My husband knows to expect the unusual sometimes in our family's quest for real food. So, he wasn't surprised when we celebrated his birthday with not one, but two competing cakes. He likes carrot cake. I mixed up a common boxed variety, plus an old-fashioned made-from-scratch cake from a popular cookbook recipe. Both had a homemade cream cheese frosting.
The most obvious difference was the amount of real carrots in the two cakes. The homemade one contained three cups of grated carrots, which required about seven fresh organic carrots. The boxed mix contained "carrot flavored pieces" and "carrot powder." The box also noted that it contained artificial colors "yellow 6 and red 40." I won't even try to list the numerous preservatives and corn products. On the homemade recipe, I substituted one cup of whole wheat flour for white flour.
The girls thought it was fun that we blindfolded their dad to let him taste both cakes. He said he liked the homemade cake best, but he misidentified it as the boxed cake. He noticed that the two tasted like "completely different flavors" to him. The girls were evenly split on which pastry they preferred. After tasting the "real" carrot cake, all my tastebuds could detect was a funny aftertaste in each bite of the imposter.
The most amazing thing we noticed was how well the food full of artificial color and flavor mimicked the look of the homemade one, even though it was a bit lighter in color. Those little orange-colored pieces really look like carrots! I remember admiring the picture on the cake box when I picked it off the shelf.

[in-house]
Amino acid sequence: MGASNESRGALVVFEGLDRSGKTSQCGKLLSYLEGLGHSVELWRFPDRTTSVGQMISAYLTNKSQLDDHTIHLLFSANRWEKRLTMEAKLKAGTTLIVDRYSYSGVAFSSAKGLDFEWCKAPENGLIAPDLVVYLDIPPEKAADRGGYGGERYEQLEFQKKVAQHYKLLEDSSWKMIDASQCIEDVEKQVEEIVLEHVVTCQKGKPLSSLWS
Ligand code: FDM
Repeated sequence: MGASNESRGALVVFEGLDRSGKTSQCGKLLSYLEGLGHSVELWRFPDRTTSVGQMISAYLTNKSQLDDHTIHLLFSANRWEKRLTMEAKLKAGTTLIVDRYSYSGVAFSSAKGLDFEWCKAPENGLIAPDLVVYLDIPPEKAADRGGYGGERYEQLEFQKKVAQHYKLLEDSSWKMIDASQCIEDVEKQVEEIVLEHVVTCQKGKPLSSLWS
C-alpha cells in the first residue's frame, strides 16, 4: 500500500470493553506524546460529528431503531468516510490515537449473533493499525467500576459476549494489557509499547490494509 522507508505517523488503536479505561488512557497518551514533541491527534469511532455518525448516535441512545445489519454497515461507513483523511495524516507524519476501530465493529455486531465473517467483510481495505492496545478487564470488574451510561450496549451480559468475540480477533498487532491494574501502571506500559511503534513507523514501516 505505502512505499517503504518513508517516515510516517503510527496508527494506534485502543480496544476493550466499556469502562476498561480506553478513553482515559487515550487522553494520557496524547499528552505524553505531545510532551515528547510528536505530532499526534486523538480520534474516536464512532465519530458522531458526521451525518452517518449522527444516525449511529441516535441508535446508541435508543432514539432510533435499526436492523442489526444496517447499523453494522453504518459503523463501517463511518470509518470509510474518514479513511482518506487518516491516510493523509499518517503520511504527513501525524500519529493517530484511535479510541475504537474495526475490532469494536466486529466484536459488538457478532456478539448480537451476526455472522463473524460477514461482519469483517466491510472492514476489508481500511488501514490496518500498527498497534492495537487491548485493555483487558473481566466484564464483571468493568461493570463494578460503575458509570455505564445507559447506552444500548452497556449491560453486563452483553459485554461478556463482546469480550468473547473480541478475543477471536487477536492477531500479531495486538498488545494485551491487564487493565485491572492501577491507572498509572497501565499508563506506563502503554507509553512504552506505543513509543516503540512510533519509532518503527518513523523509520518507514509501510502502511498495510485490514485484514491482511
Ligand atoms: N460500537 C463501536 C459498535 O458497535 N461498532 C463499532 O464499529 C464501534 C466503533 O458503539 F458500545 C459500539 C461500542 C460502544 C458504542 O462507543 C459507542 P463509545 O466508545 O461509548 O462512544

A few disclaimers: We all know that cake is not exactly a health food, even when it is chock full of something as wonderful as fresh carrots. My goal was not to produce something low-fat or low in sugar, but to make something wholesome for a special occasion. I also realize that we all lead such busy lives that cooking from scratch can seem like an impossibility. I don't want to be critical if someone else is using a boxed mix to make their child's birthday cake this weekend. I've done it many times myself.
Closely reading the food label is giving me reason to stop thinking of boxed cake as homemade and acknowledging it for the processed food that it really is. My goal is to bake fewer sweets, but to make them from scratch whenever I do. How do you deal with the challenge of making more wholesome food, even when you're short on time? I'd love to hear your comments.
Labels: eating better, parenting